Man who drove SUV through Woodfield Mall gets 7-year sentence

Javier Garcia and a video grab of the SUV he drove into Woodfield Mall. | IDOC; RoninD

Years after he drove an SUV into a suburban Chicago shopping mall, crashing into storefronts and sending patrons running for their lives, Javier Garcia has pleaded guilty to felony criminal damage to property, according to court records.

Garcia, 27, faced two counts of Class X felony terrorism for the September 2019 incident at Woodfield Mall in Schaumburg, but prosecutors dropped those charges in a plea deal.

Witnesses called 911 after Garcia plowed an SUV into the Sears entrance, drove through the store, and continued driving down the mall, striking kiosks and storefronts along the way. Social media videos showed patrons running to get out of the way and flocking to exits, some believing that a gunman was loose in the mall.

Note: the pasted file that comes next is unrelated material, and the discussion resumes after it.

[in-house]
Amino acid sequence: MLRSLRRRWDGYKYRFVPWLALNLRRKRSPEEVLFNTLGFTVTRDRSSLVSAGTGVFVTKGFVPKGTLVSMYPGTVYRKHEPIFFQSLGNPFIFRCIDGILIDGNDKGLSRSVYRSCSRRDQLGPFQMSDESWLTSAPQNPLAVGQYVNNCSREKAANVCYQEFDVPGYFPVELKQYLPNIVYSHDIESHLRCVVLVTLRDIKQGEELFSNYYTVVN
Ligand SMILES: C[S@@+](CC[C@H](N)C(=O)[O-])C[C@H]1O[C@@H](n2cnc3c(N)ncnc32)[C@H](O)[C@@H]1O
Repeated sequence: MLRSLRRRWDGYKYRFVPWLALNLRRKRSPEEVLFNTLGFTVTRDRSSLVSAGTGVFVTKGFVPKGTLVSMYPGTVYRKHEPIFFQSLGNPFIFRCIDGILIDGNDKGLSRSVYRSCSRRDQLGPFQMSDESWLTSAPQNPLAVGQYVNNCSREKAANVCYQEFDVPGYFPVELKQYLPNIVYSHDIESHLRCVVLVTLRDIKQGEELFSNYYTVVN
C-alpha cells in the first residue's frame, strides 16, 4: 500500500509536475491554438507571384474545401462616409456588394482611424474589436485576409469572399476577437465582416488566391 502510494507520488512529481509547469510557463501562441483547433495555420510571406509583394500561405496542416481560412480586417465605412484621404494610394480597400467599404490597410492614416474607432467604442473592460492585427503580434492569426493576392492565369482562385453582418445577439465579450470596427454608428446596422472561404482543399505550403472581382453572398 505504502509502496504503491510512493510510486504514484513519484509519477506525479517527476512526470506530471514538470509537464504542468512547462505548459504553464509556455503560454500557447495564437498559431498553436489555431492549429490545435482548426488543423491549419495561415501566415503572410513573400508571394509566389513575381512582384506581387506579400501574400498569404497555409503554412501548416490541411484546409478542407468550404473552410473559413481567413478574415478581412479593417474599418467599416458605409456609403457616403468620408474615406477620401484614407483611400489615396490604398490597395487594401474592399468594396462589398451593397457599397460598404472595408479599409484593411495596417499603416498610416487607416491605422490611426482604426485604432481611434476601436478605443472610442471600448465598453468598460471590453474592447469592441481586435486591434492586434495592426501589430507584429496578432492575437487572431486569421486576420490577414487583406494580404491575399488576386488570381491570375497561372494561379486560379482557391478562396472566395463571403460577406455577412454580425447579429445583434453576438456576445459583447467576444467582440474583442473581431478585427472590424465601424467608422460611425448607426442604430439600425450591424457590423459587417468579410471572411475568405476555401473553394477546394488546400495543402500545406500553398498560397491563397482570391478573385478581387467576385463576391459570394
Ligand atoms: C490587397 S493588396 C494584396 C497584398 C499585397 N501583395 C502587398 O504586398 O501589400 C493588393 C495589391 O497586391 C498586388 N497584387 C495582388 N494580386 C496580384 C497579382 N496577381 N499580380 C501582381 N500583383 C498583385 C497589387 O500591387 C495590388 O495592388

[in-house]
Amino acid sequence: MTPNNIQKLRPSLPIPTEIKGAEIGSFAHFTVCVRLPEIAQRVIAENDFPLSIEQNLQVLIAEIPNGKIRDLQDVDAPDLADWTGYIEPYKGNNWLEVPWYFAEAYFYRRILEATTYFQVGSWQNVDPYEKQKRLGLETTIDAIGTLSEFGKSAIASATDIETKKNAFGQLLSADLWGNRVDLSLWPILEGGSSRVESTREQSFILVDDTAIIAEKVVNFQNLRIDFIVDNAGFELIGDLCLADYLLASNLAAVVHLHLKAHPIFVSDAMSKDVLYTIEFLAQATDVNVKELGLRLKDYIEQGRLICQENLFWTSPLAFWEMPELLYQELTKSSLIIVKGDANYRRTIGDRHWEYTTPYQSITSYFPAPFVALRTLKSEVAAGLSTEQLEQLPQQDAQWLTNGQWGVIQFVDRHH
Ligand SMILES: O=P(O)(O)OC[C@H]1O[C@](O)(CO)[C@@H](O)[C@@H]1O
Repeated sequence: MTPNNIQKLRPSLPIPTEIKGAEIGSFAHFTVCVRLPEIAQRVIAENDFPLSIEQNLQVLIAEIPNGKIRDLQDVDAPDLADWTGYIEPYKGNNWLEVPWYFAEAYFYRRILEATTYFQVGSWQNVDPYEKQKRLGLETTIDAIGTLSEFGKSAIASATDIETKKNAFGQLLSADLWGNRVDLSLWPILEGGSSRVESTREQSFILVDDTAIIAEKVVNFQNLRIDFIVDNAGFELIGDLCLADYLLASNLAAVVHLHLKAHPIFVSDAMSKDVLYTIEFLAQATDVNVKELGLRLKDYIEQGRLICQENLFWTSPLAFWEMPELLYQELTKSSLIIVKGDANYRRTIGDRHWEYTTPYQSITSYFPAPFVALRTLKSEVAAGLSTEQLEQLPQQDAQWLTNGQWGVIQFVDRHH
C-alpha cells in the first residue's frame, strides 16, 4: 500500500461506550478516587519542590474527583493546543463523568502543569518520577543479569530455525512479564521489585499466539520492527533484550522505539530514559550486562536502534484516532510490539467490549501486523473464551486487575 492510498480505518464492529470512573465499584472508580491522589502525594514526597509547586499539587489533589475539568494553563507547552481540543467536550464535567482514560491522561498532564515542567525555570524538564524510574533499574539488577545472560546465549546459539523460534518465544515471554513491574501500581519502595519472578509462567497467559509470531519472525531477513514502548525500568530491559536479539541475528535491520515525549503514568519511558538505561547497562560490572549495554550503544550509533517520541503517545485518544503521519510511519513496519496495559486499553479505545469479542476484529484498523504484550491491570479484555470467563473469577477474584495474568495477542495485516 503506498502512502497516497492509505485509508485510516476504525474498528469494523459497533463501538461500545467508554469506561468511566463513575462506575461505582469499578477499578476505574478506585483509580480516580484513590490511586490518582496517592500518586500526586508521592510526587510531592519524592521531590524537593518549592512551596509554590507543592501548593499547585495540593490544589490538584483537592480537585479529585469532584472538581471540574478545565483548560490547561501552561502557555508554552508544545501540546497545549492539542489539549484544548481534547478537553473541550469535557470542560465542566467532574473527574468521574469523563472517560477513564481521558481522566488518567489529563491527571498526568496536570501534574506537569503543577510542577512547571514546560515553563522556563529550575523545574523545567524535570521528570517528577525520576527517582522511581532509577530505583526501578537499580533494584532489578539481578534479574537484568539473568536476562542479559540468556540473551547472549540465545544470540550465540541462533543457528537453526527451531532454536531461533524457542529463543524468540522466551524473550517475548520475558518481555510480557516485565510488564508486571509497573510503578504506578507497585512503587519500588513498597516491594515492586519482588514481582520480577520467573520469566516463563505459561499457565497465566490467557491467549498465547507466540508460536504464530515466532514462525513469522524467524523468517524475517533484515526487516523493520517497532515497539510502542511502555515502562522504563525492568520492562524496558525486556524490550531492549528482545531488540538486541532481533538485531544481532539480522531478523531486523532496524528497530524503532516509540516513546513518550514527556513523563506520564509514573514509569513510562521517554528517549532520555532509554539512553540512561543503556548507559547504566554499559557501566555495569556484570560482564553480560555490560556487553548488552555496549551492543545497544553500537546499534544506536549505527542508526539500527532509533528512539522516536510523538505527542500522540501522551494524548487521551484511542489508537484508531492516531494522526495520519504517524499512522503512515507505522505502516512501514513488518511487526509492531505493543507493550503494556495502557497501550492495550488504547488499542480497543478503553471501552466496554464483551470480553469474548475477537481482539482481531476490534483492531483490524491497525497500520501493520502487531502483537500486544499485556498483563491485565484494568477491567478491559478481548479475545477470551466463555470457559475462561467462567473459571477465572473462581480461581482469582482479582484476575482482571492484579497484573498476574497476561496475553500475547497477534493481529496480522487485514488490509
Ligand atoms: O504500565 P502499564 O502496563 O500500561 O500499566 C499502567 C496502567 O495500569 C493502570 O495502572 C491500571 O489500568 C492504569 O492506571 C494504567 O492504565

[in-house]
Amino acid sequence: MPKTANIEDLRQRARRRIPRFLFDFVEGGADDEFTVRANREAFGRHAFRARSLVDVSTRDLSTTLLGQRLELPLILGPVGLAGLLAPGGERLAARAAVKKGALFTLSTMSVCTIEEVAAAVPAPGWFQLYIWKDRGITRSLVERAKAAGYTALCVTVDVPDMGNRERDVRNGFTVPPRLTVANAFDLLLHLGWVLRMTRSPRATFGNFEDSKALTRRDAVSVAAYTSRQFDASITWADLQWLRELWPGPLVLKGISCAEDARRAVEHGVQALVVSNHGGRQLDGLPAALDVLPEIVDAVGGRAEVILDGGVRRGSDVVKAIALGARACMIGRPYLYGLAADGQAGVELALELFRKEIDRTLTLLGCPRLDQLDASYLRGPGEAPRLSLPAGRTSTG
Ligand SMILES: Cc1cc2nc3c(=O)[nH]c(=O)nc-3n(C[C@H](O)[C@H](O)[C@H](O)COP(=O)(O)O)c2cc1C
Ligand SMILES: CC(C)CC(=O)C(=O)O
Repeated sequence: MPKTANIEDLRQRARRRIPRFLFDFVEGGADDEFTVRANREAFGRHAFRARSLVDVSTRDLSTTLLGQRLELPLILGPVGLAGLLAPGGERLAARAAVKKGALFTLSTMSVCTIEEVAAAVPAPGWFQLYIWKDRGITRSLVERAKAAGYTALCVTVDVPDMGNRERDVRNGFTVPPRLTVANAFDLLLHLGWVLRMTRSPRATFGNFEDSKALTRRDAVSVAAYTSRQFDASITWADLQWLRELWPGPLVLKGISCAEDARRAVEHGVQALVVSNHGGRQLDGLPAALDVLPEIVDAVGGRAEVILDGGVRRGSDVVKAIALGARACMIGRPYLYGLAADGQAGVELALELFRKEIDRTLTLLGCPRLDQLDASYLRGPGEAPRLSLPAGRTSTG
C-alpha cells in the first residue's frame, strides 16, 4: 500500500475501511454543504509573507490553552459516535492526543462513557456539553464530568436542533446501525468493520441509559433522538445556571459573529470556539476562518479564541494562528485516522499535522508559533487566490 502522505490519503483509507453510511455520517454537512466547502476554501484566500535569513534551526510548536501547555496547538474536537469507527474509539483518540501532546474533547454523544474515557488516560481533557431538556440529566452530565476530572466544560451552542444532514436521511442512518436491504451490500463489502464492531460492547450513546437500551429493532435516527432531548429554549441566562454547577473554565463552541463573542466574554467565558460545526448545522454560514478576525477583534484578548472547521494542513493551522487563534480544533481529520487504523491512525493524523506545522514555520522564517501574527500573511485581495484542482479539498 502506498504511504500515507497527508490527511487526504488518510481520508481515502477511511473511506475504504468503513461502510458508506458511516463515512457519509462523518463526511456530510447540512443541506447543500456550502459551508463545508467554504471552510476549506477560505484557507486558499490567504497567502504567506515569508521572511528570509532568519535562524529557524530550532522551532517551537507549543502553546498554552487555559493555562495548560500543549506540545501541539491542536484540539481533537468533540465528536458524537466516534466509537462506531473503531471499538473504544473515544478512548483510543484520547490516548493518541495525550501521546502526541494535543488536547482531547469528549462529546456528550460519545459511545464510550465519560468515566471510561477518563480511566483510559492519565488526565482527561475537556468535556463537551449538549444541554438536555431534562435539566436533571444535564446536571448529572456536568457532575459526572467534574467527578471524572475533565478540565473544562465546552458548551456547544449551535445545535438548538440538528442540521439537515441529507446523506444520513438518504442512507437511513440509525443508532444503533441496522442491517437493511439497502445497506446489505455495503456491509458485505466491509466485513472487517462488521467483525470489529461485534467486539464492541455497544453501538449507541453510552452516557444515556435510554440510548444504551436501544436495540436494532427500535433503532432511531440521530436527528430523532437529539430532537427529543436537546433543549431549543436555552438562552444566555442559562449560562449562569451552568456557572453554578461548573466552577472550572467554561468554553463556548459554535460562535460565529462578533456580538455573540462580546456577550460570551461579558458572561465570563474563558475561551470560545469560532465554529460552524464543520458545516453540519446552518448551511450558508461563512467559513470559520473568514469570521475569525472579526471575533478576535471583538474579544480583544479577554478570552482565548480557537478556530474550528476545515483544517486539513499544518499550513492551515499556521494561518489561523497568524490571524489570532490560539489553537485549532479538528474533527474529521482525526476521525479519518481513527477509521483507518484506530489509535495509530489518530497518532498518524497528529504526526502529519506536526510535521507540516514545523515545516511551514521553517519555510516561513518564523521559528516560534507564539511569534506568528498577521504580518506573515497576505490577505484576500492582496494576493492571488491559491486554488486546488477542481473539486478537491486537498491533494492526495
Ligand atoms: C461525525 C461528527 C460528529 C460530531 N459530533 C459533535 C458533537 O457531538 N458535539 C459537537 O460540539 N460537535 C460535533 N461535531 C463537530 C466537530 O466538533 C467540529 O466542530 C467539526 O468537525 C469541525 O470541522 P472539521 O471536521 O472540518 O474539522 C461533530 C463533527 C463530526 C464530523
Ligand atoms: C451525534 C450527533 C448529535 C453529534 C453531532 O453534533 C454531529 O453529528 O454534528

No injuries were reported.

Prosecutors claimed Garcia searched the internet 124 times for Woodfield-related topics within 24 hours of the incident. Despite the state terrorism charges, investigators never found any evidence that Garcia was involved in extremist ideologies or acted with terrorist intentions.

Rather, his family and attorney long argued, he suffered from mental health challenges that culminated with the mall incident. The case lingered in criminal court for years while Garcia remained in custody and underwent treatment, making him fit for trial.

This month, he pleaded guilty to the criminal damage charge in exchange for a seven-year sentence from Judge Joseph Cataldo. Garcia also pleaded guilty to arson in connection with a separate incident in which he set fire to a truck in Palatine. Cataldo handed him a concurrent seven-year term for that case.

Garcia’s sentence, reduced by 50% for good behavior, was satisfied by the 1,475 credit days he earned while awaiting trial. He was released from Stateville Correctional Center on October 11, the same day he arrived.

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Tim Hecke is CWBChicago's managing partner. He started his career at KMOX, the legendary news radio station in St. Louis. From there, he moved on to work at stations in Minneapolis, Chicago, and New York City. Tim went on to build syndicated radio news and content services that served every one of America's 100 largest radio markets. He became CWBChicago's managing partner in 2019. His email address is